Source: Forbes | Monty Munford | November 29, 2016
The 2014 movie The Imitation Game tells the story of Alan Turing, the UK coding genius who built the influential Turing Machine, helped defeat the Nazis, but who also accepted chemically castration as an alternative to being gaoled for homosexual offences.
Treated disgracefully by the establishment, he was finally pardoned by the Queen in 2013, following a public apology by then British Prime Minister Gordon Brown in 2009. The film was overdue recognition for the work Turing had done in computing and winning World War II for the allies.
During the War, Turing worked for the Government Code and Cipher School at Bletchley Park, an hour’s drive north of London and while Turing died at the tragically young age of 42 and can’t come back, Bletchley Park has since resurrected itself as a national monument for the work done there.
The Government bought the 581-acre site in 1938 and it was reopened in 1993 as a museum, but is now expected to play a vital role in the current coding threat of cybersecurity, not secret Nazi codes.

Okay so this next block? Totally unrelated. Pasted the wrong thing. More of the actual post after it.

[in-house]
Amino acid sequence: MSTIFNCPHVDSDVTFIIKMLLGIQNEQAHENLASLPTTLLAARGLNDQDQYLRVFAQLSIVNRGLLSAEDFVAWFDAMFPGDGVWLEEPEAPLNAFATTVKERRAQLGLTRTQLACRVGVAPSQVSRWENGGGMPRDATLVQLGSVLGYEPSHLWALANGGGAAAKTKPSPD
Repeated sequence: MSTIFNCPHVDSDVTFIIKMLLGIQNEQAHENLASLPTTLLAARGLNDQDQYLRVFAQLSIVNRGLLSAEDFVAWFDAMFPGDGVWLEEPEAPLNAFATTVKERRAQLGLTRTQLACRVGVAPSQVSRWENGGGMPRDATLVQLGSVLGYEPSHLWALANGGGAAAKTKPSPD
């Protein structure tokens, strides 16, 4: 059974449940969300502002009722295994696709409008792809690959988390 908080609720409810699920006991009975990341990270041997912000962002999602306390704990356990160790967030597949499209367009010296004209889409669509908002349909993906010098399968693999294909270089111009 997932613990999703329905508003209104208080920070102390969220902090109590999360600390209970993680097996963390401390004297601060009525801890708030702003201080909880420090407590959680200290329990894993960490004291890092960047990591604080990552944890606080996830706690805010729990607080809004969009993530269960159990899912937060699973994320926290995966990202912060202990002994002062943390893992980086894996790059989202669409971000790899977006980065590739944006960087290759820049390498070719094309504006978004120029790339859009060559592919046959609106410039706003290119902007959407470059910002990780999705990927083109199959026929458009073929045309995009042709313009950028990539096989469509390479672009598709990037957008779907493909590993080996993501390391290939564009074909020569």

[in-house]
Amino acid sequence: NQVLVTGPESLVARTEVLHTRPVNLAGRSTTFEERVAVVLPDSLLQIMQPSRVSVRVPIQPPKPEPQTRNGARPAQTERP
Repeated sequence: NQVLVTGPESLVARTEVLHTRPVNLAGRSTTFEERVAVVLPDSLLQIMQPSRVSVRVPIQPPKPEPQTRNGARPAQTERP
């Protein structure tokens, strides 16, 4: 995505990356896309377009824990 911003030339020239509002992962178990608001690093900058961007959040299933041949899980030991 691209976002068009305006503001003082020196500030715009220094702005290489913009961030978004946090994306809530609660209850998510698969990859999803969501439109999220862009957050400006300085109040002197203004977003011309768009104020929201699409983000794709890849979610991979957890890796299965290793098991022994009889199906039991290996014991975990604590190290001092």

That coding legacy has now become an endowment that will be one of the major factors in the UK’s battle against the ongoing threat of cybersecurity. Late last week it was announced that Block G of Bletchley Park would become the UK’s first (not-for profit) College for Cybersecurity.
Set up by people in the UK cybersecurity industry and privately funded by a company called Qufaro, the College will provide a free cybersecurity education for those who have just left the Sixth Form (High School) and have the necessary coding skills. It follows initiatives such as the Cybersecurity Challenge UK, which has set up a number of competitions to interest young people in a cybersecurity career.
It offers a series of national competitions, learning programmes and networking initiatives designed to attract young people to become cybersecurity professionals and to boost the national pool of cyber skills.
This programme of activities is to bridge the skills gap and may perhaps become a conduit to those applying to work at the College in Bletchley Park. A similar pipe to employment at the government’s intelligence and signalling agency GCHQ from the College will streamline this educative process.